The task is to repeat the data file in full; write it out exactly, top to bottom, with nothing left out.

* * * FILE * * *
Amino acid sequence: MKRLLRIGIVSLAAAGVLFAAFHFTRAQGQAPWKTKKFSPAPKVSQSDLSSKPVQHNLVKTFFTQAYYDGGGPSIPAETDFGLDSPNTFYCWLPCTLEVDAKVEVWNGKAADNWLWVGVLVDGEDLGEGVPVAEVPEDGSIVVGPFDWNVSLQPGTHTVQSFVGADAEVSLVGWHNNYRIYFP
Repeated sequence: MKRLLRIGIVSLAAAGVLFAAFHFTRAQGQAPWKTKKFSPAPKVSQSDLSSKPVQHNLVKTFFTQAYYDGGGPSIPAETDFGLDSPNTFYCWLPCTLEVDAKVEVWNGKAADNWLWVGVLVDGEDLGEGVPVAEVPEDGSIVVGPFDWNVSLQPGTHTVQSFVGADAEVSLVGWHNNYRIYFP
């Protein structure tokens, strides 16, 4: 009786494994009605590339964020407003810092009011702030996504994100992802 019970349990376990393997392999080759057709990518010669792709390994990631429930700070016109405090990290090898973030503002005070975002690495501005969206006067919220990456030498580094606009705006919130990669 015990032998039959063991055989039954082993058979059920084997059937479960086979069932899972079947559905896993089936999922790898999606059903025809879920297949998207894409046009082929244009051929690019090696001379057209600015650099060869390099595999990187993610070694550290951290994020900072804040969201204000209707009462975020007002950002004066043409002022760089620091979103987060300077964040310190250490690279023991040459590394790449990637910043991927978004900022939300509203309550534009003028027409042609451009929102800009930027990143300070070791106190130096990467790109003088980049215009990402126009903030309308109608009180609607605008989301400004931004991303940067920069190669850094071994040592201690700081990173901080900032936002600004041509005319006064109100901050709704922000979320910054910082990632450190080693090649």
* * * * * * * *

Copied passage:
Amino acid sequence: MKRLLRIGIVSLAAAGVLFAAFHFTRAQGQAPWKTKKFSPAPKVSQSDLSSKPVQHNLVKTFFTQAYYDGGGPSIPAETDFGLDSPNTFYCWLPCTLEVDAKVEVWNGKAADNWLWVGVLVDGEDLGEGVPVAEVPEDGSIVVGPFDWNVSLQPGTHTVQSFVGADAEVSLVGWHNNYRIYFP
Repeated sequence: MKRLLRIGIVSLAAAGVLFAAFHFTRAQGQAPWKTKKFSPAPKVSQSDLSSKPVQHNLVKTFFTQAYYDGGGPSIPAETDFGLDSPNTFYCWLPCTLEVDAKVEVWNGKAADNWLWVGVLVDGEDLGEGVPVAEVPEDGSIVVGPFDWNVSLQPGTHTVQSFVGADAEVSLVGWHNNYRIYFP
């Protein structure tokens, strides 16, 4: 009786494994009605590339964020407003810092009011702030996504994100992802 019970349990376990393997392999080759057709990518010669792709390994990631429930700070016109405090990290090898973030503002005070975002690495501005969206006067919220990456030498580094606009705006919130990669 015990032998039959063991055989039954082993058979059920084997059937479960086979069932899972079947559905896993089936999922790898999606059903025809879920297949998207894409046009082929244009051929690019090696001379057209600015650099060869390099595999990187993610070694550290951290994020900072804040969201204000209707009462975020007002950002004066043409002022760089620091979103987060300077964040310190250490690279023991040459590394790449990637910043991927978004900022939300509203309550534009003028027409042609451009929102800009930027990143300070070791106190130096990467790109003088980049215009990402126009903030309308109608009180609607605008989301400004931004991303940067920069190669850094071994040592201690700081990173901080900032936002600004041509005319006064109100901050709704922000979320910054910082990632450190080693090649």